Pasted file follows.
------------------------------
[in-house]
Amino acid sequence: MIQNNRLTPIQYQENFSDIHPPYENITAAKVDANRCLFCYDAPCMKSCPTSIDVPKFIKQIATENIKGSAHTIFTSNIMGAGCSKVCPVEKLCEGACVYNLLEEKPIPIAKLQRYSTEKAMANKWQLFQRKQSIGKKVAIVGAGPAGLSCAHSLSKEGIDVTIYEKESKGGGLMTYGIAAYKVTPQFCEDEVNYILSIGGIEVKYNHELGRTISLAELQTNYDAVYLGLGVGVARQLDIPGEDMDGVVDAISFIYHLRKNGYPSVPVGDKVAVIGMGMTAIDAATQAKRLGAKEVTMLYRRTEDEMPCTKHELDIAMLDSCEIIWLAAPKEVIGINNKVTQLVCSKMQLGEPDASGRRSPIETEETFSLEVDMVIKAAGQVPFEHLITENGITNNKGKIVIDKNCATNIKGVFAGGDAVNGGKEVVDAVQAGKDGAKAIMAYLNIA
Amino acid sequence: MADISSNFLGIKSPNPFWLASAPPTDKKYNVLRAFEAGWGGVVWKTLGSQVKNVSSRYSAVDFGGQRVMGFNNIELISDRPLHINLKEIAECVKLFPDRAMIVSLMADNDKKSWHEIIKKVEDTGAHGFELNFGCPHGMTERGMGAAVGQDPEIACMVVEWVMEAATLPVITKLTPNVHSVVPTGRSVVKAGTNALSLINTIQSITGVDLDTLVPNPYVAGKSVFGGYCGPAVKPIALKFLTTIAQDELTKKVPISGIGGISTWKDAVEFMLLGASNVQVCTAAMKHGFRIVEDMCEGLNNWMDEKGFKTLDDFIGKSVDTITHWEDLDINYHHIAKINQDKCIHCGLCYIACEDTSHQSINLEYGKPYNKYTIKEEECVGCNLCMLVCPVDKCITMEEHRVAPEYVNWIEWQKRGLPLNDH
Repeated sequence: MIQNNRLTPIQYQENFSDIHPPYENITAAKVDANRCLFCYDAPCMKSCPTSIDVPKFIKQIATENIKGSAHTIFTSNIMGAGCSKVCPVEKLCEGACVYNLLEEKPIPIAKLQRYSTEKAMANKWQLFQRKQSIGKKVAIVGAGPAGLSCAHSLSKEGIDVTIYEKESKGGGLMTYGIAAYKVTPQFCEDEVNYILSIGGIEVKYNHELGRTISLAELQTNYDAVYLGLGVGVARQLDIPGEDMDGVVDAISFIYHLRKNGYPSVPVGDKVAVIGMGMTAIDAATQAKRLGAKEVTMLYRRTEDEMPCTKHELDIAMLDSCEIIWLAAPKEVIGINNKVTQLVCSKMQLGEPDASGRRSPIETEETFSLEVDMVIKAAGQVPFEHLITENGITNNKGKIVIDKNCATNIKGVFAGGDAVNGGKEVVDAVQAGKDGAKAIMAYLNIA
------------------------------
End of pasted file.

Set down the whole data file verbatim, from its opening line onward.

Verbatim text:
[in-house]
Amino acid sequence: MIQNNRLTPIQYQENFSDIHPPYENITAAKVDANRCLFCYDAPCMKSCPTSIDVPKFIKQIATENIKGSAHTIFTSNIMGAGCSKVCPVEKLCEGACVYNLLEEKPIPIAKLQRYSTEKAMANKWQLFQRKQSIGKKVAIVGAGPAGLSCAHSLSKEGIDVTIYEKESKGGGLMTYGIAAYKVTPQFCEDEVNYILSIGGIEVKYNHELGRTISLAELQTNYDAVYLGLGVGVARQLDIPGEDMDGVVDAISFIYHLRKNGYPSVPVGDKVAVIGMGMTAIDAATQAKRLGAKEVTMLYRRTEDEMPCTKHELDIAMLDSCEIIWLAAPKEVIGINNKVTQLVCSKMQLGEPDASGRRSPIETEETFSLEVDMVIKAAGQVPFEHLITENGITNNKGKIVIDKNCATNIKGVFAGGDAVNGGKEVVDAVQAGKDGAKAIMAYLNIA
Amino acid sequence: MADISSNFLGIKSPNPFWLASAPPTDKKYNVLRAFEAGWGGVVWKTLGSQVKNVSSRYSAVDFGGQRVMGFNNIELISDRPLHINLKEIAECVKLFPDRAMIVSLMADNDKKSWHEIIKKVEDTGAHGFELNFGCPHGMTERGMGAAVGQDPEIACMVVEWVMEAATLPVITKLTPNVHSVVPTGRSVVKAGTNALSLINTIQSITGVDLDTLVPNPYVAGKSVFGGYCGPAVKPIALKFLTTIAQDELTKKVPISGIGGISTWKDAVEFMLLGASNVQVCTAAMKHGFRIVEDMCEGLNNWMDEKGFKTLDDFIGKSVDTITHWEDLDINYHHIAKINQDKCIHCGLCYIACEDTSHQSINLEYGKPYNKYTIKEEECVGCNLCMLVCPVDKCITMEEHRVAPEYVNWIEWQKRGLPLNDH
Repeated sequence: MIQNNRLTPIQYQENFSDIHPPYENITAAKVDANRCLFCYDAPCMKSCPTSIDVPKFIKQIATENIKGSAHTIFTSNIMGAGCSKVCPVEKLCEGACVYNLLEEKPIPIAKLQRYSTEKAMANKWQLFQRKQSIGKKVAIVGAGPAGLSCAHSLSKEGIDVTIYEKESKGGGLMTYGIAAYKVTPQFCEDEVNYILSIGGIEVKYNHELGRTISLAELQTNYDAVYLGLGVGVARQLDIPGEDMDGVVDAISFIYHLRKNGYPSVPVGDKVAVIGMGMTAIDAATQAKRLGAKEVTMLYRRTEDEMPCTKHELDIAMLDSCEIIWLAAPKEVIGINNKVTQLVCSKMQLGEPDASGRRSPIETEETFSLEVDMVIKAAGQVPFEHLITENGITNNKGKIVIDKNCATNIKGVFAGGDAVNGGKEVVDAVQAGKDGAKAIMAYLNIA